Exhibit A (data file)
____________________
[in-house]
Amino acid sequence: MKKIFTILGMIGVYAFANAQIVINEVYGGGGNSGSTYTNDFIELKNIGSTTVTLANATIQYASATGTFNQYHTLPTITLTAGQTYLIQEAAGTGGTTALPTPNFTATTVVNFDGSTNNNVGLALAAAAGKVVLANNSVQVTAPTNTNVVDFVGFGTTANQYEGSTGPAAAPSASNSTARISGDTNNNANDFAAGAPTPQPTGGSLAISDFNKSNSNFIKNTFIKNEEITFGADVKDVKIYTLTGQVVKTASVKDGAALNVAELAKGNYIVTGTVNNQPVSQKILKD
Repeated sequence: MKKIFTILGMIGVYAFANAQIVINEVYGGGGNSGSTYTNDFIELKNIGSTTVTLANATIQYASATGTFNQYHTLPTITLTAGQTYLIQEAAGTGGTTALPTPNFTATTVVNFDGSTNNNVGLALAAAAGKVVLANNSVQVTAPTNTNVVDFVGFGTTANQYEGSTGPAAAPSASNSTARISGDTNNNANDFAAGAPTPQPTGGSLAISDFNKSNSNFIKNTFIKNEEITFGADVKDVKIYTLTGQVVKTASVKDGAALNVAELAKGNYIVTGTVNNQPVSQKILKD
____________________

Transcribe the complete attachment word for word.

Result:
[in-house]
Amino acid sequence: MKKIFTILGMIGVYAFANAQIVINEVYGGGGNSGSTYTNDFIELKNIGSTTVTLANATIQYASATGTFNQYHTLPTITLTAGQTYLIQEAAGTGGTTALPTPNFTATTVVNFDGSTNNNVGLALAAAAGKVVLANNSVQVTAPTNTNVVDFVGFGTTANQYEGSTGPAAAPSASNSTARISGDTNNNANDFAAGAPTPQPTGGSLAISDFNKSNSNFIKNTFIKNEEITFGADVKDVKIYTLTGQVVKTASVKDGAALNVAELAKGNYIVTGTVNNQPVSQKILKD
Repeated sequence: MKKIFTILGMIGVYAFANAQIVINEVYGGGGNSGSTYTNDFIELKNIGSTTVTLANATIQYASATGTFNQYHTLPTITLTAGQTYLIQEAAGTGGTTALPTPNFTATTVVNFDGSTNNNVGLALAAAAGKVVLANNSVQVTAPTNTNVVDFVGFGTTANQYEGSTGPAAAPSASNSTARISGDTNNNANDFAAGAPTPQPTGGSLAISDFNKSNSNFIKNTFIKNEEITFGADVKDVKIYTLTGQVVKTASVKDGAALNVAELAKGNYIVTGTVNNQPVSQKILKD